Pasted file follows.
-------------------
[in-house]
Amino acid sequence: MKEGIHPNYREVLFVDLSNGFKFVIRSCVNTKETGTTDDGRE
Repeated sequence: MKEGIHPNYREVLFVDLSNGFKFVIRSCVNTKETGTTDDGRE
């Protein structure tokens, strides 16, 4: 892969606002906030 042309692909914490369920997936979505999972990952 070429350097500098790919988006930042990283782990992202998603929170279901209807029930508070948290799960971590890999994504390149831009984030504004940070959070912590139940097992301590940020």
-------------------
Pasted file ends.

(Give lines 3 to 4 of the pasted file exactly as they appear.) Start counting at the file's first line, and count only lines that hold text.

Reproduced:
Repeated sequence: MKEGIHPNYREVLFVDLSNGFKFVIRSCVNTKETGTTDDGRE
């Protein structure tokens, strides 16, 4: 892969606002906030 042309692909914490369920997936979505999972990952 070429350097500098790919988006930042990283782990992202998603929170279901209807029930508070948290799960971590890999994504390149831009984030504004940070959070912590139940097992301590940020």